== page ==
Thursday, August 13, 2015

Week five. Yes, I think it's getting better, a little better all the time.

My arm still hurts, mostly in the morning after I've slept on it, but with each passing week I can do things which were off the table the previous week.  In the too much information dept: last week's little victories included being able to once more have enough rotational range of motion to cut my toe nails.  I can now also hoist an ear of corn up level with my chops and gnaw the kernels off the cob.  This week I can put on ( and just as importantly, remove a Tee-shirt unaided)  People occasionally ask me how the broken humerus compares with the broken radius (at least in terms of my right arm I'm becoming something of an oracle).  Let me review;

When I broke my radius I wore a series of casts.  The first one extended from my elbow to my knuckles and pretty much took my right arm and hand out of commission for the better part of five months.

As time wore on the cast got shorter and lighter but my right hand was useless until the final cast went away.  At that point my right arm had lost a lot of strength and it took lots of PT to gain that strength back.  Additionally, with casts bathing and showering are a bit tedious due having to keep the cast dry.  If one is a broken bone novice, as I was, one quickly goes up the cast learning curve with kitchen trash bags, then plastic wrap and duct tape until finally discovering that drug stores stock form fitting cast sleeves with water resistant elastic cuffs.  When the final cast was removed I had one weak, smelly arm.

With the broken humerus I didn't get a cask.  Instead I started off with this soft sling, courtesy of the ER. 

But quickly graduated to this semi-rigid "clam shell" (for lack of a better descriptor) brace.  My orthopedic surgeon supplied this during my first office visit after I got home from the hospital.  As long as the fracture doesn't require surgical reduction most orthopedic surgeons allow gravity and mother nature to take care of the task of bone mending with just minor immobilization.  After the first week I didn't have to wear this contraption while sleeping (not like one gets a long stretch of unbroken sleep, yawn).  Unlike the broken radius, the fractured humerus didn't completely take away the use of my right hand.  I could still write with that hand provided the angle of the document didn't require movement in a painful direction.  I quickly learned to elevate the pad of paper to a comfortable level with my left hand/arm.  I also learned to stand over the keyboard when pushing complex key combinations such as "control alt delete".  I did revert to shaving left handed.  I'm now reintroducing my right hand to that task so far without loosing too much hide. My dancing skeletons shirt once again is proving to be quite popular with x-ray technicians.  I'm now weening myself away from this brace--just have to be careful not to bump the shoulder into things or it's straight to the moon, Alice.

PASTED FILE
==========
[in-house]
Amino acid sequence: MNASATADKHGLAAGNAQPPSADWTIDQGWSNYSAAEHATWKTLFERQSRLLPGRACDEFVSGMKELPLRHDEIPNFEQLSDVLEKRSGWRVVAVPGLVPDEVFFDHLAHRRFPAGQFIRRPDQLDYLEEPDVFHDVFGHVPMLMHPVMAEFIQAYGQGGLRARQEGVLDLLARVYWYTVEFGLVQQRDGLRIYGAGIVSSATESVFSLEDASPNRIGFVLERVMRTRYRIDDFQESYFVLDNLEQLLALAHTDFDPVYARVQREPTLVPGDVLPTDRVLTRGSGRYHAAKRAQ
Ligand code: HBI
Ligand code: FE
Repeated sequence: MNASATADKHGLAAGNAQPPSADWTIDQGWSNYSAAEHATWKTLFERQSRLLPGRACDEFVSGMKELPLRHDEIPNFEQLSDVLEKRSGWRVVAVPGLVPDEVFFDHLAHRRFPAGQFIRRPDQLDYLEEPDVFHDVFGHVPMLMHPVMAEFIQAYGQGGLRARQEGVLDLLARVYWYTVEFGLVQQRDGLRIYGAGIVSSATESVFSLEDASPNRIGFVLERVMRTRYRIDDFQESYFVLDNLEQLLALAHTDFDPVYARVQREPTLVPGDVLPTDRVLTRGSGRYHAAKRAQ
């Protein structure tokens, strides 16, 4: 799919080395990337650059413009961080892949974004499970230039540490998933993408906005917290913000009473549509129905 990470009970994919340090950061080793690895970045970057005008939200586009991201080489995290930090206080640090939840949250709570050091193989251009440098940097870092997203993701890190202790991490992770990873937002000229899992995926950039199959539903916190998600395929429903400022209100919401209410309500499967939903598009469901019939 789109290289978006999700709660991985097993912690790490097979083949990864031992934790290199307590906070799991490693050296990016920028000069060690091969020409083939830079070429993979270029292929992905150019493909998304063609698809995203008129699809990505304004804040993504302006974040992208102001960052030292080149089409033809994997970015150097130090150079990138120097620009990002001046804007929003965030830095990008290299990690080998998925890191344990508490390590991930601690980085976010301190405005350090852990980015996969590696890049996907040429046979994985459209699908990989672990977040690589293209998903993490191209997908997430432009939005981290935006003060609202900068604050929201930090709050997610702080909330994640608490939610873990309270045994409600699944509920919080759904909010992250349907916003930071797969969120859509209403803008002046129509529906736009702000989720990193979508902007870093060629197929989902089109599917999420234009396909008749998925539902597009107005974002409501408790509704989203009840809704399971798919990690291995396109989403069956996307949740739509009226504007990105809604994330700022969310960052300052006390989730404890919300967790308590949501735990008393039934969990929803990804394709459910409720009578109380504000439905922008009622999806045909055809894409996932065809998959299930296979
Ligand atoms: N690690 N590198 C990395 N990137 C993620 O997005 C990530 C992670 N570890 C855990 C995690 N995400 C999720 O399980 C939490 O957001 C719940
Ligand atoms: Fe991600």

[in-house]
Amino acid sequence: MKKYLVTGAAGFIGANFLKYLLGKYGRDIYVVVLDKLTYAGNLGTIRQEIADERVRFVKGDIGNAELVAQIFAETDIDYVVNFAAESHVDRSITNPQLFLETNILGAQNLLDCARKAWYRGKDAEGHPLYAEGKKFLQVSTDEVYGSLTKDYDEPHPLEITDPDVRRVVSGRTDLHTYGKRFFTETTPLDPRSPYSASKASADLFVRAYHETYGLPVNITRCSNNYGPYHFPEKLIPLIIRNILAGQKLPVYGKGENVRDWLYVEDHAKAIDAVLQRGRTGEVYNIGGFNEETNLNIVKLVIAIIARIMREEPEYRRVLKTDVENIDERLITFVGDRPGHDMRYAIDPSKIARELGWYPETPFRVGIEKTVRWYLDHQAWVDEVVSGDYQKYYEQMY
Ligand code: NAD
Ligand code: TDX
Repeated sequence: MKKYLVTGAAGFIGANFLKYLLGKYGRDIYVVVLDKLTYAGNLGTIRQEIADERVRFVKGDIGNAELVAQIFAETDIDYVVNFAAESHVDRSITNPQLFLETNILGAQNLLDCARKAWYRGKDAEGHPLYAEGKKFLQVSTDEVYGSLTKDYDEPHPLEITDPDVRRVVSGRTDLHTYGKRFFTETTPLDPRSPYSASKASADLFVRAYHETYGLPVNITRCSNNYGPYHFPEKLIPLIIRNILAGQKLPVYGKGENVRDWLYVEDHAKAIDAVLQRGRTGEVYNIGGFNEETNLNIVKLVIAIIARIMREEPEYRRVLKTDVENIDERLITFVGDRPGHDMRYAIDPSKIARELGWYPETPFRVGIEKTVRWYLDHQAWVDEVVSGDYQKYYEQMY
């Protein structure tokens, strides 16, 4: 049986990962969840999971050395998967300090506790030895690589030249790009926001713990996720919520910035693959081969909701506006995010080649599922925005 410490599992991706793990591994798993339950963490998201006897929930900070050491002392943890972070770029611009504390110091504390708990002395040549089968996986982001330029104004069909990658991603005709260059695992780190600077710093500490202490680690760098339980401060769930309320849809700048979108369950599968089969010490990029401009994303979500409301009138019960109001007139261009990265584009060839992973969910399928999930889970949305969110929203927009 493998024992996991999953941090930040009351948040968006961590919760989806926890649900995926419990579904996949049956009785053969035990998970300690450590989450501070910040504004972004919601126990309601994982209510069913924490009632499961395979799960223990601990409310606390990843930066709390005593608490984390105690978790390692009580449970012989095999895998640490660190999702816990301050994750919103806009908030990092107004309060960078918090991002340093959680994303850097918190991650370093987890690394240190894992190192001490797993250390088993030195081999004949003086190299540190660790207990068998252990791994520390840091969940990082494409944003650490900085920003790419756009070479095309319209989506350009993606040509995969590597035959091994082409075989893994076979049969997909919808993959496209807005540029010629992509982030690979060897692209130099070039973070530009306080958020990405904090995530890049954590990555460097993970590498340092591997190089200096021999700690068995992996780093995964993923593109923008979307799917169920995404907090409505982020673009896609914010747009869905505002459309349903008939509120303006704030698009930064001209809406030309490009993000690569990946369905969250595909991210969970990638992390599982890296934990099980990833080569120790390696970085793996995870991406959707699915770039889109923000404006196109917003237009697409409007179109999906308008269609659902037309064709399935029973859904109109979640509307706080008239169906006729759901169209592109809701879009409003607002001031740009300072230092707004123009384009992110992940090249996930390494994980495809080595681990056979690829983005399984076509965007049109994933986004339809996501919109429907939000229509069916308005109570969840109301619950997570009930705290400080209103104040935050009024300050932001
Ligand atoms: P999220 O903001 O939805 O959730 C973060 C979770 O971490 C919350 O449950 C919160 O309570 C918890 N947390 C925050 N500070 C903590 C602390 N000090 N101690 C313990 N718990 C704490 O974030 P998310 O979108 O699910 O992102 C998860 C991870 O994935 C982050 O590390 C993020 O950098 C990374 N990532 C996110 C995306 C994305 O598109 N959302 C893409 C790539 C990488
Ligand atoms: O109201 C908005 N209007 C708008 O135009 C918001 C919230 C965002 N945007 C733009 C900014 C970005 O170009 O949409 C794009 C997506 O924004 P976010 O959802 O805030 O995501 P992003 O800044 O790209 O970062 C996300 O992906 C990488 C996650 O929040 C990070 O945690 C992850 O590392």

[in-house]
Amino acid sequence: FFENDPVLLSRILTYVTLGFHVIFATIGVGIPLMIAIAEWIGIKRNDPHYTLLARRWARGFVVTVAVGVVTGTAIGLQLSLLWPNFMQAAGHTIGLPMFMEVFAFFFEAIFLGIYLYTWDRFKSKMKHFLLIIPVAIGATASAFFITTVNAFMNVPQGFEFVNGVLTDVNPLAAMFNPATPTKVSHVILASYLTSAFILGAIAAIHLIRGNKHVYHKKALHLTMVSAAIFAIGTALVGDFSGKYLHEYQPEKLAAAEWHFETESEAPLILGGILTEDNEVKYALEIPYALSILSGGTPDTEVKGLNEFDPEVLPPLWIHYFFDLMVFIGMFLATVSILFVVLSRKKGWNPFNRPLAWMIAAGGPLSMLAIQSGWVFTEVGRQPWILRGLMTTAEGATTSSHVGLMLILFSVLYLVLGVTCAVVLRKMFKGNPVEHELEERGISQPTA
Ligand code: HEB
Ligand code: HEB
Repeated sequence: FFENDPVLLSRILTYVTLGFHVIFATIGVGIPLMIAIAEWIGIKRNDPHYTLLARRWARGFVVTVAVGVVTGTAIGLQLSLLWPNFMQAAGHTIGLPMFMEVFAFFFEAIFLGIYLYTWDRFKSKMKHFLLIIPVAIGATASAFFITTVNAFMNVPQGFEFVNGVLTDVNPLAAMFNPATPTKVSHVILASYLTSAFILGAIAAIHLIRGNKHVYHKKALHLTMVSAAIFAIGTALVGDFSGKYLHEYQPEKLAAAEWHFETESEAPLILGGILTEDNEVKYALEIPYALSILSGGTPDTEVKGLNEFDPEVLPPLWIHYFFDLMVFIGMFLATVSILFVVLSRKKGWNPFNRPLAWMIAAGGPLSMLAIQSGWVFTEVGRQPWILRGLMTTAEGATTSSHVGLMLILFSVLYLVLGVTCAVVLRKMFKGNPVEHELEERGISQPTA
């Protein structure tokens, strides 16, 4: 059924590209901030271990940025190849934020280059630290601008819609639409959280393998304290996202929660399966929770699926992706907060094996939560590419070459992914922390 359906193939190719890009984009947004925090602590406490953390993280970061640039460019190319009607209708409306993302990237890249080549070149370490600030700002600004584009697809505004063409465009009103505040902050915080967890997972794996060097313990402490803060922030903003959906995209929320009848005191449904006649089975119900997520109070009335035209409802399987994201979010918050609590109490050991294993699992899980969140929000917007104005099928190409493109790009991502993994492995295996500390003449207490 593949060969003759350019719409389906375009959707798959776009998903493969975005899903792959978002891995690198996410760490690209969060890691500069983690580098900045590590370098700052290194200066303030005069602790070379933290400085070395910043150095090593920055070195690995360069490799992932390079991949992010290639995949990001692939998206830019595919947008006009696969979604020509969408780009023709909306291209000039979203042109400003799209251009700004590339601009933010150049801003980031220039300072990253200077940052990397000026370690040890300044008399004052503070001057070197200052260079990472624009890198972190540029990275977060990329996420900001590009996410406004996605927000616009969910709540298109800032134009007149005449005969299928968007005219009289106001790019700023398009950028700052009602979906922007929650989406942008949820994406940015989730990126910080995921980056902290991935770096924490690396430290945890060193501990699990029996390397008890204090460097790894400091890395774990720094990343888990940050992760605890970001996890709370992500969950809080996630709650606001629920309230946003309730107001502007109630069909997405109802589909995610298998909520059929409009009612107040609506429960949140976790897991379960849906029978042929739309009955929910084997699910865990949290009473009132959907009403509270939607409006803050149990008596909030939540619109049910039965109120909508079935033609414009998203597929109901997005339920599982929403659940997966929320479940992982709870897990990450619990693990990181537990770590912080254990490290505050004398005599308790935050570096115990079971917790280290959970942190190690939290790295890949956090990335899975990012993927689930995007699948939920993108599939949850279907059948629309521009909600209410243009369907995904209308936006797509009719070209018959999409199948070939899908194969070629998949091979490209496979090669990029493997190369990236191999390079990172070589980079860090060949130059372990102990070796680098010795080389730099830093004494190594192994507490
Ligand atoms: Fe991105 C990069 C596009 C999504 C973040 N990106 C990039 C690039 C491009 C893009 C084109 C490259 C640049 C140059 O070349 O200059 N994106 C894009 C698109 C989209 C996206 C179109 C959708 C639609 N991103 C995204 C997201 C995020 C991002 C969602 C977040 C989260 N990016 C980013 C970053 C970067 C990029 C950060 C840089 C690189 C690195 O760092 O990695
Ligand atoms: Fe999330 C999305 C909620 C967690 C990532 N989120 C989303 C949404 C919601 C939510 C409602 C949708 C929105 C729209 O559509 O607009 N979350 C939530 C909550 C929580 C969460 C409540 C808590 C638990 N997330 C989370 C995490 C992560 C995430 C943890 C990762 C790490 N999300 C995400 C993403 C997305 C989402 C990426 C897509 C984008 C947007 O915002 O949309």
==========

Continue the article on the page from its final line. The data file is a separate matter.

This is the pose that my guardian angel (and long suffering wife) adopt when I start talking about my return to the ice.  Today I had my first session with a physical terrorist therapist.  I'm already at 90 degrees with a lot of the assigned exercises but I have a long was to go before I'm pain-free over the full range of motion.  I'm hoping that the inflammation in my supraspinatus muscle/tendon doesn't lead to a level of impingement requiring rotator cuff surgery. Been there, done that with my left shoulder.   How's that for motivation to keep up with my PT "homework"?  I'm hoping to have a functioning right arm/shoulder by mid-September so that I can race a boat at the Classic Moth Boat Association National Championships.  I'll attend even if I can't race.


  1. Eating corn is super important this time of year! So glad you are on the mend and contemplating skating. Those are some impressive pics of your arm. I hope PT goes well--and that the sailing is a "go!"

  2. Wishing you well - glad things have improved so far.

    I got a similar look from my husband when I returned to cycling to work, after a dooring incident. He accompanied it with an audible grinding of teeth and low moans.

    1. I'm weeks away from seeing what kind of skater I've become. No doubt I'll be a bit nervous about getting out there. My initial goal, assuming I can still skate at all, is to attempt to cleanly do forward stoking for 30 minutes. I know that sounds meager. But if I can do that then I think I'll be able to make a come back. The broken bone isn't the big deal--it's the whack my head took. Cap't hindsight strongly recommends protective head gear.